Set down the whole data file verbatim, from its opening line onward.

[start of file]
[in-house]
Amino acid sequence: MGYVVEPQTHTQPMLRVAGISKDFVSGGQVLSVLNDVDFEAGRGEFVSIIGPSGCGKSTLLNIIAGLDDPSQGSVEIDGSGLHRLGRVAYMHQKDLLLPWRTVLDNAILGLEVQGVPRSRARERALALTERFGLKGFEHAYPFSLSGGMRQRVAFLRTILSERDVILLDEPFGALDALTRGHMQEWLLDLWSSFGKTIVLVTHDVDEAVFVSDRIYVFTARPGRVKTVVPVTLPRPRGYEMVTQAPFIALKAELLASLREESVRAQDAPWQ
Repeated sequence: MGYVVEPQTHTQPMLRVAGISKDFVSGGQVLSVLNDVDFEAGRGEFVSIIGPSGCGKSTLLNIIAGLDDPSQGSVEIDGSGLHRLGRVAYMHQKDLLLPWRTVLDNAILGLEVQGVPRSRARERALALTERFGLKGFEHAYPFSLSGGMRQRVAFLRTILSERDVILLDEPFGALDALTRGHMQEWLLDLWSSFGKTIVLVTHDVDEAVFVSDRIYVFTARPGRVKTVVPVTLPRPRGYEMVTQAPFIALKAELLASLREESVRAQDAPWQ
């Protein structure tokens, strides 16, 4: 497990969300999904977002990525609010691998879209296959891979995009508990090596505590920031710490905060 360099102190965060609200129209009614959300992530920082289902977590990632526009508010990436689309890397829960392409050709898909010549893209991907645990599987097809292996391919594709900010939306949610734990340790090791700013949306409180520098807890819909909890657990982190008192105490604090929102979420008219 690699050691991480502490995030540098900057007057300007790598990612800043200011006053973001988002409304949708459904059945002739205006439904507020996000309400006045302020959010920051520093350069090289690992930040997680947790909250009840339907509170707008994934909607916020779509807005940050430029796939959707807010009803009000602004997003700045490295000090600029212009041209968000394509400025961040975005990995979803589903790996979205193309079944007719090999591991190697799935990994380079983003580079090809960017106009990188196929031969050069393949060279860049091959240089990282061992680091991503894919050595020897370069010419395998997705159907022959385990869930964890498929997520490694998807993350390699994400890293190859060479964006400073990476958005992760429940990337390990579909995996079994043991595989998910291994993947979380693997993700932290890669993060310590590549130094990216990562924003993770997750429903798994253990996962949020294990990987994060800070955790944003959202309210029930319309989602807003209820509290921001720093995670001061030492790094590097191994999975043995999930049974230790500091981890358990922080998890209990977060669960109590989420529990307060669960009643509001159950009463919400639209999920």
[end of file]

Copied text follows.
[in-house]
Amino acid sequence: MGYVVEPQTHTQPMLRVAGISKDFVSGGQVLSVLNDVDFEAGRGEFVSIIGPSGCGKSTLLNIIAGLDDPSQGSVEIDGSGLHRLGRVAYMHQKDLLLPWRTVLDNAILGLEVQGVPRSRARERALALTERFGLKGFEHAYPFSLSGGMRQRVAFLRTILSERDVILLDEPFGALDALTRGHMQEWLLDLWSSFGKTIVLVTHDVDEAVFVSDRIYVFTARPGRVKTVVPVTLPRPRGYEMVTQAPFIALKAELLASLREESVRAQDAPWQ
Repeated sequence: MGYVVEPQTHTQPMLRVAGISKDFVSGGQVLSVLNDVDFEAGRGEFVSIIGPSGCGKSTLLNIIAGLDDPSQGSVEIDGSGLHRLGRVAYMHQKDLLLPWRTVLDNAILGLEVQGVPRSRARERALALTERFGLKGFEHAYPFSLSGGMRQRVAFLRTILSERDVILLDEPFGALDALTRGHMQEWLLDLWSSFGKTIVLVTHDVDEAVFVSDRIYVFTARPGRVKTVVPVTLPRPRGYEMVTQAPFIALKAELLASLREESVRAQDAPWQ
């Protein structure tokens, strides 16, 4: 497990969300999904977002990525609010691998879209296959891979995009508990090596505590920031710490905060 360099102190965060609200129209009614959300992530920082289902977590990632526009508010990436689309890397829960392409050709898909010549893209991907645990599987097809292996391919594709900010939306949610734990340790090791700013949306409180520098807890819909909890657990982190008192105490604090929102979420008219 690699050691991480502490995030540098900057007057300007790598990612800043200011006053973001988002409304949708459904059945002739205006439904507020996000309400006045302020959010920051520093350069090289690992930040997680947790909250009840339907509170707008994934909607916020779509807005940050430029796939959707807010009803009000602004997003700045490295000090600029212009041209968000394509400025961040975005990995979803589903790996979205193309079944007719090999591991190697799935990994380079983003580079090809960017106009990188196929031969050069393949060279860049091959240089990282061992680091991503894919050595020897370069010419395998997705159907022959385990869930964890498929997520490694998807993350390699994400890293190859060479964006400073990476958005992760429940990337390990579909995996079994043991595989998910291994993947979380693997993700932290890669993060310590590549130094990216990562924003993770997750429903798994253990996962949020294990990987994060800070955790944003959202309210029930319309989602807003209820509290921001720093995670001061030492790094590097191994999975043995999930049974230790500091981890358990922080998890209990977060669960109590989420529990307060669960009643509001159950009463919400639209999920």